But I emphasize, the health care delivery system is incredibly complicated, and making it both more effective and efficient will require the commitment of the professionals who work within it.
A grand bargain will include myriad other deals. We should scour the tax code, allowable deductions and subsidies for both potential savings and higher revenues. I’d eliminate most subsidies to the lumber, mining, agricultural, cattle and fossil fuel industries. I’d offer more subsidies to foster the development of green industry and energy. I’d end a range of deductions — especially by utilizing means-testing.
I’d raise taxes on gasoline, soda, tobacco products and carbon emissions, and I’d make major investments in early childhood education, job training, prison anti-recidivism programs (cheaper than jail time), infrastructure (of all types) improvements and mass transit. I’d institute a privately funded infrastructure bank and a financial-transactions fee (coordinated with Europe’s). Short-term, I’d spend money to make jobs — public and private. Getting people working, making money, paying taxes, off assistance and participating productively in the economy is the single most effective thing that we can do.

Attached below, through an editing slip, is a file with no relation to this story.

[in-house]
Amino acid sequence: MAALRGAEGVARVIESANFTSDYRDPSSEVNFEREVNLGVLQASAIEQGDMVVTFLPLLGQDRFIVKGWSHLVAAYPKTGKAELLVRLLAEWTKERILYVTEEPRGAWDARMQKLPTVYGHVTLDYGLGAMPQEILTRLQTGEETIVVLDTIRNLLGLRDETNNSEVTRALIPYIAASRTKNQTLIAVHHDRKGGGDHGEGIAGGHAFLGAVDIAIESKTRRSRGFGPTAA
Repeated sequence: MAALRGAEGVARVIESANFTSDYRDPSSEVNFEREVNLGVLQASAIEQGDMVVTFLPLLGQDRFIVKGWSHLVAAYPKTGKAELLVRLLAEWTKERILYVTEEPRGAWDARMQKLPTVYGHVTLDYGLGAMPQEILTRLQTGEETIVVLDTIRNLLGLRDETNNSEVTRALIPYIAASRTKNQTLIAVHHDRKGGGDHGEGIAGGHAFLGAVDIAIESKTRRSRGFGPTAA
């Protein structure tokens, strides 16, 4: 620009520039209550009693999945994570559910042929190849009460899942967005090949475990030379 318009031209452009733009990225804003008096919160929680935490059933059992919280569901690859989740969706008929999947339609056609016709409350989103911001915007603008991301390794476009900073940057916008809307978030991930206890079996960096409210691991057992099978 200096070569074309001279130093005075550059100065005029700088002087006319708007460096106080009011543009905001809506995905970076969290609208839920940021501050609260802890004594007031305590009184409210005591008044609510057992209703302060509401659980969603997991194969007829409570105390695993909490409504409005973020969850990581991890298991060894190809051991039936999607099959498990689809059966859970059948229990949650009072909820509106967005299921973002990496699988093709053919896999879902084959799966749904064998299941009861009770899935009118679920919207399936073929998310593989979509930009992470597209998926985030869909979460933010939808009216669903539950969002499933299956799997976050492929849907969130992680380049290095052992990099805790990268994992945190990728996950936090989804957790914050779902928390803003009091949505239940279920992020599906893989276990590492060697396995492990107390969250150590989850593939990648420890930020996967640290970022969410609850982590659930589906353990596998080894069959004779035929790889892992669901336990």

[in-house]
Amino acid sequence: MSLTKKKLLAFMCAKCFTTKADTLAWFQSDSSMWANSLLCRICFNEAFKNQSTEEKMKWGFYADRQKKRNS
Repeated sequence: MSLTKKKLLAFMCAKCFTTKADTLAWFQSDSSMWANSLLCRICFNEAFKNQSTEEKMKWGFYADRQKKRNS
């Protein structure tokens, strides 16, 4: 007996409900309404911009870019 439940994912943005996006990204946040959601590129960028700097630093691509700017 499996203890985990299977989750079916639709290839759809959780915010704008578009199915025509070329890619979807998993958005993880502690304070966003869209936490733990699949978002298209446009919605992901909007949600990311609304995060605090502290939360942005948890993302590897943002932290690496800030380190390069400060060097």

There are infinite combinations of taxing, spending and cutting to create a grand bargain. The important thing is to construct one with compromise and fairness.
Brian T. Watson is a Salem News columnist. Contact him at firstname.lastname@example.org.